The other day I was reading the Bayou Bohemain blog, and was amazed at what I was reading. JeLlyn and her family live such a warm, eclectic life full of friends, family and creativity. I feel lucky that she would allow us a look into her humble, beautiful world. She's a diamond in the rough, and what she shares is a perfect weekend read about a different kind of life.
This is Bayou Bohemain : By JeLlyn
We live in what we consider to be our very own village. Only blocks from downtown and the University where the roots of Cajun culture run deep. My family is rich with creativity and I am the youngest of three. Honestly, my mom deserves most of the credit at least as my original source of inspiration. She is quite an eccentric woman, she is wildly creative and she has lots to say. She has a passion for building little buildings with her focus being on small and fast while using as much salvaged, found, vintage and antique elements as possible. My mom's first 'little' project was the dollhouse. A handmade home in the backyard of her existing home canopied by two amazing majestic Live Oak trees. Built as a place for me to stay when I frequently visited from sunny San Diego. It became my permanent home when I moved back eight months pregnant with my first baby, a sweet girl. Then nearly two years later my new husband joined us, followed by our brave boy three years after that. It was a tiny space for a family but it has such character and charm. In August of 2010 my family of four bought our own home only two doors down and the dollhouse has become a place to retreat and create.
My moms second "little' project was a treehouse that resembles a pigeonnier. My Aunt lives in the bottom studio apartment and the tip top accessed by a rickety staircase is in fact a treehouse. My sister has her home, on the separate lot between us, which she shares with her hubby and two tiny chihuahuas.
For as long as I can remember my mom has been known to many as the one to drop off their unwanted and castoffs to, for her to rummage through often times keeping and sharing. A gatherer. A collector. From clothes and jewelry to old wood and rusted tin we truly get excited about these things. Before I grew up to be a lot like her I used to get embarrassed by her spontaneous curbside stops to score that random find she spotted in someones trash pile. Now it seriously thrills me to find a treasure amongst the trash especially if is something I have been needing or wanting. Like the screen door I recently found.
One of the bottom screens was busted out but my handy master woodworker husband fixed that up rather quick like. Along with my hubby's nightstand that I found only houses down the block. A quick sand and seal and voila it fits quite nicely.
A very charming salvage was an old door given to us by a friend that we worked on for a while. Scraping and sanding the old paint took some time but the outcome was well worth it. We originally wanted to use it as a door on the kid's room but it was warped a bit so we screwed it to the wall as a headboard for our bed.
In our new home we have made some small renovations with a big impact.
Doing all the work ourselves and as usual using salvaged, found, reclaimed and vintage elements whenever possible. We found our beautiful front door, with beveled glass panels and copper accents, at the Restore for $35. We covered three pickwick paneled walls of our living room with Sheetrock and added lime plaster tinted with mineral pigment to add some light. We plastered one and half walls in the kitchen but this time used coffee for color, yes coffee and conveniently from my morning brew, it turned out wonderful. Creating an antiqued white shade way better than the stark white of the natural plaster and very similar to the mineral pigment. We used salvaged tin and Cypress as a backdrop for our stove. With more reclaimed antique Cypress we replaced beams to support the ceiling while framing the doorway and half wall we created. We removed the wall heater in our bedroom and made a shelf using old fence board scraps and more Cypress. The bathroom ceiling had some minor damage and we pulled out the existing and replaced it using salvaged tin with a beautiful rusty patina. It adds that primitive, rustic, old age appearance that I am always inspired by and drawn to. By using what we have and reusing what others no longer want we have given our new house handmade touches that truly make it home.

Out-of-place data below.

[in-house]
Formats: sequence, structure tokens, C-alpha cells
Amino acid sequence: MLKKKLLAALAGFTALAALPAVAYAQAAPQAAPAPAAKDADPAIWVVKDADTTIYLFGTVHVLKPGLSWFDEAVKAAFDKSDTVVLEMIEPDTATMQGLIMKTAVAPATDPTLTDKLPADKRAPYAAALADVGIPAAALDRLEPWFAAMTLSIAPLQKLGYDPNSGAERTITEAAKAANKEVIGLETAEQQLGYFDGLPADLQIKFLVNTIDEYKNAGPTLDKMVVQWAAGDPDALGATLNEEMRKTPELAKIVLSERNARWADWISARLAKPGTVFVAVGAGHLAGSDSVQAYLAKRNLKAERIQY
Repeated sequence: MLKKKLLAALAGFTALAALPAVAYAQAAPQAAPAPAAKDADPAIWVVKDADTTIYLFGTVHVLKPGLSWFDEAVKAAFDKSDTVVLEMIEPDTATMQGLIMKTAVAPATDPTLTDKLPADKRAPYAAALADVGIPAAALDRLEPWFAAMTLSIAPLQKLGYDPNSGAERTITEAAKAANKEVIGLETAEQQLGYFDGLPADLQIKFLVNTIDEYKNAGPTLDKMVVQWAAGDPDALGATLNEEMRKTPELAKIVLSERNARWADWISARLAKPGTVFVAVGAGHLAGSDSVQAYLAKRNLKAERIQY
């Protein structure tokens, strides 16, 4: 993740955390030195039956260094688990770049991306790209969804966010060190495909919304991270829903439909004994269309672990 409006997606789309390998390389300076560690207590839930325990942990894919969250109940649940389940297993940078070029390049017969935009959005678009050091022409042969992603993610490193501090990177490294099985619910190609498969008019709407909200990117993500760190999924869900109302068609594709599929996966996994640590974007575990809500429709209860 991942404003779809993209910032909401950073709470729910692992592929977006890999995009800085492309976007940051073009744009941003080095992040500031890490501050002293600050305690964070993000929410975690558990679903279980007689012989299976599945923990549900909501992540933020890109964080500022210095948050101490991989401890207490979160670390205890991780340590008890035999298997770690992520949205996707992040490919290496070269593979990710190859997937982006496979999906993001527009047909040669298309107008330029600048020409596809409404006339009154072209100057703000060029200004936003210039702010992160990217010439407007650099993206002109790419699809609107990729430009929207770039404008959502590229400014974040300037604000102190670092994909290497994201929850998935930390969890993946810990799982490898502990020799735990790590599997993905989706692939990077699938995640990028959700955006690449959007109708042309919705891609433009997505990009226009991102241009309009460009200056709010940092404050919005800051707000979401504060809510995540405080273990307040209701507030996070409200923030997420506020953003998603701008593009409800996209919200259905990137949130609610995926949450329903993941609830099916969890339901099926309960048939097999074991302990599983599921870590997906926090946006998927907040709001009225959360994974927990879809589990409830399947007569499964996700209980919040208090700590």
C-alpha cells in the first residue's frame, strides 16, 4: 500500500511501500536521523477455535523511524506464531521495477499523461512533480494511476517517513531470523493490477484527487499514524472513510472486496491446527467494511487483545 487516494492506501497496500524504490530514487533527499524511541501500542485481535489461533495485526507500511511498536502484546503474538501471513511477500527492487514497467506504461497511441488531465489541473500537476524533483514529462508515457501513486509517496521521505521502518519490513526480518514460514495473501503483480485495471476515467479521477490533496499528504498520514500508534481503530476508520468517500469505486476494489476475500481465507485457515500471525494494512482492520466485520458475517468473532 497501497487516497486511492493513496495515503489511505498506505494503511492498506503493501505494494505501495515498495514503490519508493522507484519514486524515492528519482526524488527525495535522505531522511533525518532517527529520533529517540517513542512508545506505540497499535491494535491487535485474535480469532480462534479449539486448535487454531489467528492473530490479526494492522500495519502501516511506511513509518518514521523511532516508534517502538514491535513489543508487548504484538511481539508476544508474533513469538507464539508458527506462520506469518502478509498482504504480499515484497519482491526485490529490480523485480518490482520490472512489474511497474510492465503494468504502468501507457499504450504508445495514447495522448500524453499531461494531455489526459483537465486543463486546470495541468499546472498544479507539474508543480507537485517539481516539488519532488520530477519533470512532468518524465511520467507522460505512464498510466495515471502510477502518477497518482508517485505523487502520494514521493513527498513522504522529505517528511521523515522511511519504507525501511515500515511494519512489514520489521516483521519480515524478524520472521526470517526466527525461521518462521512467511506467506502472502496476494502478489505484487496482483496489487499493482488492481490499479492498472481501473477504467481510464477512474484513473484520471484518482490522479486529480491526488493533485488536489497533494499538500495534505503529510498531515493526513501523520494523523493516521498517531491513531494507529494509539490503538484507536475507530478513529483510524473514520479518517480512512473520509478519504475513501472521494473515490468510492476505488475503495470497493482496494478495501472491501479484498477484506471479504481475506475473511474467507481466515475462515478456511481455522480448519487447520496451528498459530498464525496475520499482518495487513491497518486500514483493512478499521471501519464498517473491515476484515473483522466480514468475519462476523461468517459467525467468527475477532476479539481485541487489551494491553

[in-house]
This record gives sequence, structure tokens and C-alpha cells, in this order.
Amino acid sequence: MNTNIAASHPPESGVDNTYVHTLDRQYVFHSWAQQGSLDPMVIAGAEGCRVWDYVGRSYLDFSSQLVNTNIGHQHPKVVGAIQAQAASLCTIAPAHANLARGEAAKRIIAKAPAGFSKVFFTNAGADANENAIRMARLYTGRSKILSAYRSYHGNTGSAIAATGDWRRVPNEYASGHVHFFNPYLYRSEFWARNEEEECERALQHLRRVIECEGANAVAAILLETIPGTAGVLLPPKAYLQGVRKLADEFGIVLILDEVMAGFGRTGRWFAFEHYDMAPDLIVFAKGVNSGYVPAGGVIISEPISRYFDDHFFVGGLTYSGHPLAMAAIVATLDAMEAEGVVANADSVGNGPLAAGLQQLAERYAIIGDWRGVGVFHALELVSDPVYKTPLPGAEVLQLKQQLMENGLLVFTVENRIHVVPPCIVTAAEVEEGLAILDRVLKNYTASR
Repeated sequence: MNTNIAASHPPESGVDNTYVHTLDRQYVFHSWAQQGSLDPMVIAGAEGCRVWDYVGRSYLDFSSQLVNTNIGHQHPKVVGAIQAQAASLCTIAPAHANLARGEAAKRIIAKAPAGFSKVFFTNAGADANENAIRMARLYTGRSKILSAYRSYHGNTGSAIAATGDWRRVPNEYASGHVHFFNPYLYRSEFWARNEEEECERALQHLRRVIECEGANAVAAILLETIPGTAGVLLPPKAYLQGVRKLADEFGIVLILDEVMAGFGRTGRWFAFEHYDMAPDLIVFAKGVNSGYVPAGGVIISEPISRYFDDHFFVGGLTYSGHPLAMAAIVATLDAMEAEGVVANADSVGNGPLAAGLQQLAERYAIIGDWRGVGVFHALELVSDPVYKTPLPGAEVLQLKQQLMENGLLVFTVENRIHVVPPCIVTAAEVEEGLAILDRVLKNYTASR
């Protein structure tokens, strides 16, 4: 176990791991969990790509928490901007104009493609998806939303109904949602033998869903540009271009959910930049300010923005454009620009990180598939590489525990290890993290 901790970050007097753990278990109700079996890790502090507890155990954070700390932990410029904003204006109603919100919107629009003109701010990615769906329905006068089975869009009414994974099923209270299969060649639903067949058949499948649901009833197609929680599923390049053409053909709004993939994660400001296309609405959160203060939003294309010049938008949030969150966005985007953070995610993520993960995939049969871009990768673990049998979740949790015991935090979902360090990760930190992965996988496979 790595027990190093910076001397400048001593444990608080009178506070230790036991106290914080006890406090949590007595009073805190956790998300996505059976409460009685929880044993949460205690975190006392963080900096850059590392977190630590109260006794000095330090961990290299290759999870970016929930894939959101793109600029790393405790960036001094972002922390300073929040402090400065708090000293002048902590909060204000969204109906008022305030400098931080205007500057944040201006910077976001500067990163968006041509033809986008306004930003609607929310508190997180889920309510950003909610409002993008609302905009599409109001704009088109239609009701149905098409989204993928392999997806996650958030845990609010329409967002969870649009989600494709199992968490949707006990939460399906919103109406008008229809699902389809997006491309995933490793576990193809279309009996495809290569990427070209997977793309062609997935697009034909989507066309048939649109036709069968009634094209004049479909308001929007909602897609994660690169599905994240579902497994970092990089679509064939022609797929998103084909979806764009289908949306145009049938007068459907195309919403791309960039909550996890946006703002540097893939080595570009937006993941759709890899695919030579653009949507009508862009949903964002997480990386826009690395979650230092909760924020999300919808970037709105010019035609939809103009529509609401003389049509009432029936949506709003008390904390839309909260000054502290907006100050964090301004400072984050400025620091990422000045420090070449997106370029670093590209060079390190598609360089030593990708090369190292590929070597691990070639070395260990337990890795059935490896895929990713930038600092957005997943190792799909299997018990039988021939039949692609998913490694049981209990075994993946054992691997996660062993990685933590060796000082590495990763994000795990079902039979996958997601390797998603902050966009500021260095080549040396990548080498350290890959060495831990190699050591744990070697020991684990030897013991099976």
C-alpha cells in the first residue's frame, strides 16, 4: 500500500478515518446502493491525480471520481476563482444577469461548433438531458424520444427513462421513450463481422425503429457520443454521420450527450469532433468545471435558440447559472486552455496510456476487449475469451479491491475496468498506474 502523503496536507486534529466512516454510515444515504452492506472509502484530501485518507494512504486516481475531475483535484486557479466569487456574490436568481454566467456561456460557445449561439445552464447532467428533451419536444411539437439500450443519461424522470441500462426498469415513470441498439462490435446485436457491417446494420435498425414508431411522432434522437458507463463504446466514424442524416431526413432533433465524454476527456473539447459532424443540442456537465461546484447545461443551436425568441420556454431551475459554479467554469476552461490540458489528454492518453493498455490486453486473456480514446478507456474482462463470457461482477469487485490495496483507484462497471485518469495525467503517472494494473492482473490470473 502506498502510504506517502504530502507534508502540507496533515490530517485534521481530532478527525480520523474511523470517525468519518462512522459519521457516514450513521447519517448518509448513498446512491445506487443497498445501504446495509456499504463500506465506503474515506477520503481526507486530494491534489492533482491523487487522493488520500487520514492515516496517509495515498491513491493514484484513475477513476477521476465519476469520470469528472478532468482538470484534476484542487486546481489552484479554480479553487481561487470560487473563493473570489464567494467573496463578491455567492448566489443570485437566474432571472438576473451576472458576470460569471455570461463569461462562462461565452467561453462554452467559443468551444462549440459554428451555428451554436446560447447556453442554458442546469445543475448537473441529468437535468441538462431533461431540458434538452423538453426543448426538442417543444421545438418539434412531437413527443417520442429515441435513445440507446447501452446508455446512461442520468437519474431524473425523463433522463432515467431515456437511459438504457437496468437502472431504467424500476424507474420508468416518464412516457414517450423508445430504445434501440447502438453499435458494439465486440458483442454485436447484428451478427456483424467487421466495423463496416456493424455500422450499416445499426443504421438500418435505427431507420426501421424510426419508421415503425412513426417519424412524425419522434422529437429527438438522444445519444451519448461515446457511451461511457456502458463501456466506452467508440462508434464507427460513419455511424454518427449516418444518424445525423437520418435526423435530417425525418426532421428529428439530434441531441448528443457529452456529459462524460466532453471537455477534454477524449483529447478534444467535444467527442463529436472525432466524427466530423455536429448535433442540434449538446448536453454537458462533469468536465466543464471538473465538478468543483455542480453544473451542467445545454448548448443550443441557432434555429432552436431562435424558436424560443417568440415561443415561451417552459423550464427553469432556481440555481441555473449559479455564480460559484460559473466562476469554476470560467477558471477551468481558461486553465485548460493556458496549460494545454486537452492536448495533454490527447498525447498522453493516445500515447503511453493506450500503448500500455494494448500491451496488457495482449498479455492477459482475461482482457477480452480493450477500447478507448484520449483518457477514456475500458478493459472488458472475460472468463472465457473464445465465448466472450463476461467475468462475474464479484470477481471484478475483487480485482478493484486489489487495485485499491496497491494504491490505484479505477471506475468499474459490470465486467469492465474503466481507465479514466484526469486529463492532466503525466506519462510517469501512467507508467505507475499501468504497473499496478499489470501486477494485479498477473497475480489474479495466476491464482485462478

Working together with a few local ladies and dear friends I have founded Boho Mercantile, a gypsy boutique. Driven by inspiration and our passion to create along with our deep appreciation for nature, folklore, native cultures and our sincere love for the community. Another one of my mom's 'little' projects, the tiny salvaged wood and rusted tin building once stood on the banks of the bayou and housed a claw foot tub but now proudly stands in town and is home to many creations of interest and re purpose. It is also where we host the monthly Bayou Bazaar. An open air event focused on local handcrafts, local food, and local music. Bringing together homegrown, handmade and vintage. Visit bohomercantile.com for more about the ladies and our creations.
So I am finally at a place where I can take this passion of 'ours' and share it. Take our addiction to gathering and collecting, and create something more with the whole thing. Something new, something different, something that respects and appreciates the story each relic has to tell of its journey while giving it a fresh new beginning. That something is Bayou Bohemian, born on the bayou with an unconventional aesthetic!
Thank you for sharing your story JeLlyn. Have a great weekend everyone!